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Life On Earth Didn't Begin On Mars, Says Astrochemist

Dec 27 2013, 5:06am CST | by

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Life On Earth Didn't Begin On Mars, Says Astrochemist
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Life On Earth Didn't Begin On Mars, Says Astrochemist

The eternal chicken or egg question — did Mars seed life on earth or did earth seed life on the Red Planet? — is utter astrobiological “nonsense.”

Or so says Pascale Ehrenfreund, an astrochemist at George Washington University in Washington , D.C.

Ehrenfreund says that there are two major arguments against “panspermia” (or the notion that microbial life could spread from one planetary body to another).

The first is simply that both ultraviolet radiation from the sun and galactic cosmic rays would likely destroy microbial life in the unprotected vacuum of space. The second is that, even if such life survived a journey from Mars to earth, among other factors, its survival would also likely depend on entry through a roiling, young planetary atmosphere and adaptation to its new home.

Thus, Ehrenfreund views any “We are Martians” scenario as “highly unlikely.”/>/>

So, did early life here get a crucial boost from complex molecules from beyond our forming solar system, or even from our young solar nebula itself?

Ehrenfreund says that although molecules like hydrogen cyanide, formaldehyde and water all form in the interstellar medium, prebiotic chemistry really involves replication and structure.

“I don’t think this happens anywhere in [free-floating] space itself,” said Ehrenfreund.

Even so, to date, some 180 different molecular species have been detected in space.

In their gas phase, Polycyclic Aromatic Hydrocarbons (PAHs) which on earth encompass everything from naphthalene, the active ingredient in mothballs, to chimney soot, pine tar, even the “char” residue found on backyard grills, appear to be ubiquitous throughout the universe.

Some estimates are that PAHs make up some 15 percent of the cosmos’ total carbon supply. But how important are they for our own chemistry on earth?

Ehrenfreund says PAHs, as well as solid macromolecules, did make it to earth’s surface, because they were more stable and abundant and may have decayed into smaller subunits incorporated into primitive protocells.

But she says small biomolecules such as amino acids and sugars are fragile and likely were easily destroyed by radiation and high temperatures prevalent on the young earth.

Even so, Ehrenfreund says complex molecules and gases which form in the interstellar medium will be included in the solar nebula, as such, they are precursors for prebiotic chemistry that may have contributed to life on earth.

Ehrenfreund says that via meteoritic analysis, there is now ample evidence that processes involving water on asteroids can form new organic compounds such as amino acids.

She points out that an incredible amount of material, including a tiny fraction of amino acids, was delivered through earth’s atmosphere. But Ehrenfreund says most researchers think that amino acids found in meteorites didn’t form in the Interstellar Medium but rather from water processes in the parent body asteroid.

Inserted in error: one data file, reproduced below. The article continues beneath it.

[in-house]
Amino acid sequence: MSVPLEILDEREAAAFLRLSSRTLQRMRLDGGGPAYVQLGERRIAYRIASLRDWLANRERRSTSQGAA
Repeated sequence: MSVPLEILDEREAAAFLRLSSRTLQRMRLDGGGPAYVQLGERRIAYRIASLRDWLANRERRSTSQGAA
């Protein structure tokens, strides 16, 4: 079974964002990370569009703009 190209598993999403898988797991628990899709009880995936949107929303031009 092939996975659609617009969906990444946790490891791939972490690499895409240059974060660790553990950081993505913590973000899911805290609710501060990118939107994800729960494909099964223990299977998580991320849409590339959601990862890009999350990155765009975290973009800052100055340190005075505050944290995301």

There is still no undisputed detection of an amino acid in the interstellar medium.

“We have the first undebated indications of life at 3.5 billion years ago,” said Ehrenfreund, who notes that the inner solar system’s epoch of asteroidal and cometary Late Heavy Bombardment, ended about 3.9 billion years ago. But even after such an epoch of impactors, she says our young earth was still plagued by a very violent and hostile surface environment.

The biggest mystery is what basic compounds were available that could also assemble under such inhospitable conditions?

“That’s a key point in the origin of life,” said Ehrenfreund. “That’s a crucial point on which we have a real gap.”

Did these ubiquitous PAHs make the crucial difference in prebiotic chemistry for life?

Ehrenfreund notes that even though researchers now realize that complex carbon chemistry is universal, they are much less knowledgeable about what happens to such chemistry after an interstellar cloud collapses and forms a planetary system.

That’s because what’s really important for the origin of life on earth and by rote, other earthlike planets, is what is actually delivered from extraterrestrial sources.

Although there’s a whole subgroup of microbiologists trying to create artificial life in the lab, says Ehrenfreund, none of these researchers are trying to recreate the assembly of protocells in a simulated early earth environment.

Why not?

“It’s intrinsically very difficult because there’s a lot of debate about what the conditions actually were,” said Ehrenfreund.

And biotech researchers trying to construct protocells for potential use in contemporary medicine have arguably vastly different goals than astrochemists and astrobiologists.

Partly as a result, Ehrenfreund says that although biotech funding is readily available, it’s very difficult to get funding and grants for research into earth’s early prebiotic chemistry.

No one has tried to create a protocell under early earth conditions, she says.

“There are lots of ongoing Mars simulations,” said Ehrenfreund. “But we do much less for simulations of early earth.”

Answering such fundamental questions about life’s origins on earth, she says, will require astronomers, geologists and chemists working with simulation chambers that include fluctuations in early earth changes in temperatures, atmospherics, radiation and hydrothermal conditions.

“We would be able to see which [prebiotic] components could self-assemble and which could not,” said Ehrenfreund. “We could then extrapolate from where those compounds came.”

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